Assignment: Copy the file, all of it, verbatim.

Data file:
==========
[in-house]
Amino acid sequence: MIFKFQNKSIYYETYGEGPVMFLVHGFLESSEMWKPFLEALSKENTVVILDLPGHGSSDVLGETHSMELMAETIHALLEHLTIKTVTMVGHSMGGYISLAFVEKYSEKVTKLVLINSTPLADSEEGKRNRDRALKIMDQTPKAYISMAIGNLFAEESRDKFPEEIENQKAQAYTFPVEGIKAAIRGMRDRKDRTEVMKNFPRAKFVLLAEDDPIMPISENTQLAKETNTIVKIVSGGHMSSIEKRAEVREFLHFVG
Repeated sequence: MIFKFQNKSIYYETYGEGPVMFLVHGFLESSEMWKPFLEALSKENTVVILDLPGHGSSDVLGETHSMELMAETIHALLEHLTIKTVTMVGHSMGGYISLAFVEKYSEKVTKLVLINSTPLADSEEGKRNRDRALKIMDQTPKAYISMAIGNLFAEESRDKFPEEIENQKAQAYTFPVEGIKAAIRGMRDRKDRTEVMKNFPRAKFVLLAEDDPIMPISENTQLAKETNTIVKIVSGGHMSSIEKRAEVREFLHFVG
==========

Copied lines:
[in-house]
Amino acid sequence: MIFKFQNKSIYYETYGEGPVMFLVHGFLESSEMWKPFLEALSKENTVVILDLPGHGSSDVLGETHSMELMAETIHALLEHLTIKTVTMVGHSMGGYISLAFVEKYSEKVTKLVLINSTPLADSEEGKRNRDRALKIMDQTPKAYISMAIGNLFAEESRDKFPEEIENQKAQAYTFPVEGIKAAIRGMRDRKDRTEVMKNFPRAKFVLLAEDDPIMPISENTQLAKETNTIVKIVSGGHMSSIEKRAEVREFLHFVG
Repeated sequence: MIFKFQNKSIYYETYGEGPVMFLVHGFLESSEMWKPFLEALSKENTVVILDLPGHGSSDVLGETHSMELMAETIHALLEHLTIKTVTMVGHSMGGYISLAFVEKYSEKVTKLVLINSTPLADSEEGKRNRDRALKIMDQTPKAYISMAIGNLFAEESRDKFPEEIENQKAQAYTFPVEGIKAAIRGMRDRKDRTEVMKNFPRAKFVLLAEDDPIMPISENTQLAKETNTIVKIVSGGHMSSIEKRAEVREFLHFVG